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Why coplanar?

  1. Feb 20, 2009 #1
    Our solar system is often depicted, as it is on the poster on my wall, as the Sun and all of its satellites in coplanar orbits around it. I thought, however, that this "flat" representation was just a creative liberty taken to make is possible to put on a poster, but now I come to find out that the orbits of the planets are coplanar.

    Why is this? There is no bias for a particular plane of orbit present in Newton's theory of universal gravitation, right?

    At first I thought it could be possible that it's just by chance, but then I learned that it's not just our solar system. Apparently, of the 300 or so planets we know of, only about 50 have oblique orbits.

    It also happens that the plane in which planets tend to orbit is the plane of the equator of their star.

    Can someone tell me where this trend toward coplanar orbits comes from?
  2. jcsd
  3. Feb 20, 2009 #2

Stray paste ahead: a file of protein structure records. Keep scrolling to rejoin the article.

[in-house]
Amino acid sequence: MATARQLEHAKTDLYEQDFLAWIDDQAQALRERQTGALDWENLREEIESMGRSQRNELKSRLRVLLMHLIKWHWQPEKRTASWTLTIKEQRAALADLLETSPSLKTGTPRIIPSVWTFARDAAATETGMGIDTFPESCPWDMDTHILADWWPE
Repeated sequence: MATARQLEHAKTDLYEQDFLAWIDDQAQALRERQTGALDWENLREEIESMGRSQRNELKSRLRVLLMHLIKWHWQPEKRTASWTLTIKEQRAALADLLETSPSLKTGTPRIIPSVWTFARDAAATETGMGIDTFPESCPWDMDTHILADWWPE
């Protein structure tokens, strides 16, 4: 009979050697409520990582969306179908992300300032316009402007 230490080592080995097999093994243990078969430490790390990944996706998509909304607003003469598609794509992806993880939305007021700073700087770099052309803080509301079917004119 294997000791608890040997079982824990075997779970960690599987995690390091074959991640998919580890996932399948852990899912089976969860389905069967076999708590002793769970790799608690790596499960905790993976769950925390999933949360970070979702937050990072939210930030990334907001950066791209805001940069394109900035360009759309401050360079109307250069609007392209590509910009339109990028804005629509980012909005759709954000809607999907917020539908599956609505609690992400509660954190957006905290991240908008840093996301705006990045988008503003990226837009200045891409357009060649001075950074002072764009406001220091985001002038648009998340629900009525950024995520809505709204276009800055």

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    Put simply, the original cloud of gas and dust from which the Solar System formed had a net rotation around an axis. The planets and the Sun which formed from that cloud share that net rotation. Its a matter of conservation of angular momentum.
  4. Feb 20, 2009 #3


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    Presumably, it's to do with the way the solar system formed. The central star (the Sun) formed at the centre of a huge cloud of gas, which began to rotate, squishing the rest of the cloud down into an accretion disk. In time, the planets were formed from this accretion disk, and were all pretty much in the same plane of orbit.
  5. Feb 20, 2009 #4
    Of course! Thanks guys.
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